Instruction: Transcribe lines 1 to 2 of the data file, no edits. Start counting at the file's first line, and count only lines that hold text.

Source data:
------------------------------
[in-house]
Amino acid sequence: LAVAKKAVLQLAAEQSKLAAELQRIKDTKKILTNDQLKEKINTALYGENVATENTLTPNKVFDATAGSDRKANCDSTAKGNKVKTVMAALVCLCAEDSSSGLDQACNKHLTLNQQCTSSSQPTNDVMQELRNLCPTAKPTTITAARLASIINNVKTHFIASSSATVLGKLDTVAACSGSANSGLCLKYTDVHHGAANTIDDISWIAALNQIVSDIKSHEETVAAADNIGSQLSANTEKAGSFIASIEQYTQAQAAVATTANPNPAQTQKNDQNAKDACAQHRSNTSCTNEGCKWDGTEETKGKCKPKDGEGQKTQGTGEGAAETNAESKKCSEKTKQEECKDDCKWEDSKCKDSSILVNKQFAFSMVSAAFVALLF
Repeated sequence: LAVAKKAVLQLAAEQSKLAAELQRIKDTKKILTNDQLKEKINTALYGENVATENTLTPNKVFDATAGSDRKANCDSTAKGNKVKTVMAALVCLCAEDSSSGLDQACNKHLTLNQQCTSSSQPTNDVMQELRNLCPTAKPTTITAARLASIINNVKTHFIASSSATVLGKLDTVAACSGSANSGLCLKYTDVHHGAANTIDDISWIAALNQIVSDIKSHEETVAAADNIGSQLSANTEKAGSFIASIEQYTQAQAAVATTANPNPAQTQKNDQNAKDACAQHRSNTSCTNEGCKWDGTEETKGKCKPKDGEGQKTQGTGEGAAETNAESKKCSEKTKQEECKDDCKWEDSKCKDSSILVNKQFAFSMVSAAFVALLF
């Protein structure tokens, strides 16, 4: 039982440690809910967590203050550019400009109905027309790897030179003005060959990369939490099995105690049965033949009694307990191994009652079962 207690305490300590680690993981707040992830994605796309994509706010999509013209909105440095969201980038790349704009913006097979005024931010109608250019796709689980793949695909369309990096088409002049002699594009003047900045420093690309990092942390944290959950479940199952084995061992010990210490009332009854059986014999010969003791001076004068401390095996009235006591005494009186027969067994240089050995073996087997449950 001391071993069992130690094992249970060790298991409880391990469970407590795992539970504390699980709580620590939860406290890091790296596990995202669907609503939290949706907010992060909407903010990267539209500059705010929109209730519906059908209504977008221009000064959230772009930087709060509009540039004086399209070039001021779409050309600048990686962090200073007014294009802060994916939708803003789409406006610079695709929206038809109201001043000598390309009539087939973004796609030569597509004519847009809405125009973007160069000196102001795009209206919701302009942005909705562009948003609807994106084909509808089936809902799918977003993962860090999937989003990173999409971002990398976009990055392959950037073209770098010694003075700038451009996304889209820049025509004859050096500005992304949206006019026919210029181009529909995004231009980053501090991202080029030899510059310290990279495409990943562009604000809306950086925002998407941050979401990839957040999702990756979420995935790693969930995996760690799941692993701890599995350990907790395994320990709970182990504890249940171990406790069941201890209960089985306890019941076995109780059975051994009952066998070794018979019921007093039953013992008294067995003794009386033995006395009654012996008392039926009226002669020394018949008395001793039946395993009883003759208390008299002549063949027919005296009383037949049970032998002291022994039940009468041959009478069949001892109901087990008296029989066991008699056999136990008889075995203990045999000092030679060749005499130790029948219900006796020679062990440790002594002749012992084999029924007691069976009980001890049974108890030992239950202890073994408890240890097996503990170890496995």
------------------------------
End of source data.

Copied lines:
[in-house]
Amino acid sequence: LAVAKKAVLQLAAEQSKLAAELQRIKDTKKILTNDQLKEKINTALYGENVATENTLTPNKVFDATAGSDRKANCDSTAKGNKVKTVMAALVCLCAEDSSSGLDQACNKHLTLNQQCTSSSQPTNDVMQELRNLCPTAKPTTITAARLASIINNVKTHFIASSSATVLGKLDTVAACSGSANSGLCLKYTDVHHGAANTIDDISWIAALNQIVSDIKSHEETVAAADNIGSQLSANTEKAGSFIASIEQYTQAQAAVATTANPNPAQTQKNDQNAKDACAQHRSNTSCTNEGCKWDGTEETKGKCKPKDGEGQKTQGTGEGAAETNAESKKCSEKTKQEECKDDCKWEDSKCKDSSILVNKQFAFSMVSAAFVALLF